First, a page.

- A battery-powered radio is a must. I have a Sangean PR-D7 with 6 NiMH AA cells. When plugged into the wall it keeps the batteries charged. Even at the end of the outage, after several hours of use, it was reporting a full charge.
- NiMH batteries are great. I'd hate to be one of those out searching for batteries during the outage. Searching for breakfast was enough trouble.
- Being able to keep my cell phone charged was a major plus. For the first day or so after the storm, the Sprint cellular network was having it's problems and at least one 911 service in northern Virginia was reportedly not accepting calls from cell phones, but having phone service is important. I have a Goal Zero 19006 Guide 10 solar charger, which provides plenty of power for my cell phone and my Kindle.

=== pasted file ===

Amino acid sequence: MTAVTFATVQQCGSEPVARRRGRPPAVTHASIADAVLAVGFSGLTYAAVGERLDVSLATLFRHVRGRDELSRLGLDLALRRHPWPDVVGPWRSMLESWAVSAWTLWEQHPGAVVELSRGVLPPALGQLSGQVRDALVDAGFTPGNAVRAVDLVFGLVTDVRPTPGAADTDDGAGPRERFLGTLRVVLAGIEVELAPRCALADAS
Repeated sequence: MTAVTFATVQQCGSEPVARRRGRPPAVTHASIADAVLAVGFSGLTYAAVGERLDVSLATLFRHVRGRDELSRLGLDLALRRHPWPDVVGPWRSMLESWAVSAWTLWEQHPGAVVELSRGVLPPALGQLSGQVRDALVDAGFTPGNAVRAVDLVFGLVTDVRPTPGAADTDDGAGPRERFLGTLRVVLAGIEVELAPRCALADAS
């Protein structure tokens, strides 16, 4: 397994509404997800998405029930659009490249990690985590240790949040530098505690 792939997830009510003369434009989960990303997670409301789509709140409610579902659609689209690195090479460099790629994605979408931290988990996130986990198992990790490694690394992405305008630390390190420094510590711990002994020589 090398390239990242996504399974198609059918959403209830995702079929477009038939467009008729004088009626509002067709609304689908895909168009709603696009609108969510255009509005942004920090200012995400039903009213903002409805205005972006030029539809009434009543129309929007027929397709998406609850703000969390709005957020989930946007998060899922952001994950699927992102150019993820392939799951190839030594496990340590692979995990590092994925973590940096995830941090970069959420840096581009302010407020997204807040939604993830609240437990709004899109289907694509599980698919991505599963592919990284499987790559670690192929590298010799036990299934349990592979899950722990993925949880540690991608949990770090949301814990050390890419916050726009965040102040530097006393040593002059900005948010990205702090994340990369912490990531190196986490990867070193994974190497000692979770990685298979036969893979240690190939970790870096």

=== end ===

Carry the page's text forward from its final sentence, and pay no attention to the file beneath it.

- Candles should be saved for more extreme situations. Last night out on a walk I noticed a house in the neighborhood burning candles. This seems dangerous to me, and with minor preparations entirely unnecessary for just a few days without power. Of course, with no way of charging batteries, eventually candles become a natural choice, but why mess with fire before you need to?
Monday, July 2, 2012
- The US is not maintaining current infrastructure: electricity, water, transit, sewer, etc.
- The US is moving much more slowly than, say, Germany, on modernizing the electrical grid.
- The fossil fuel industry lobby has a strong enough sway on politicians and Fox "News," especially now that there is no limit in this country to how much a corporation can give to a political cause, that a significant portion of the US public still hasn't figured out that global warming is happening and that we are largely to blame. This follows the patterns of the tobacco lobby, the evolution debate, and the Copernican revolution. Powerful forces repeatedly oppose science and the public interest.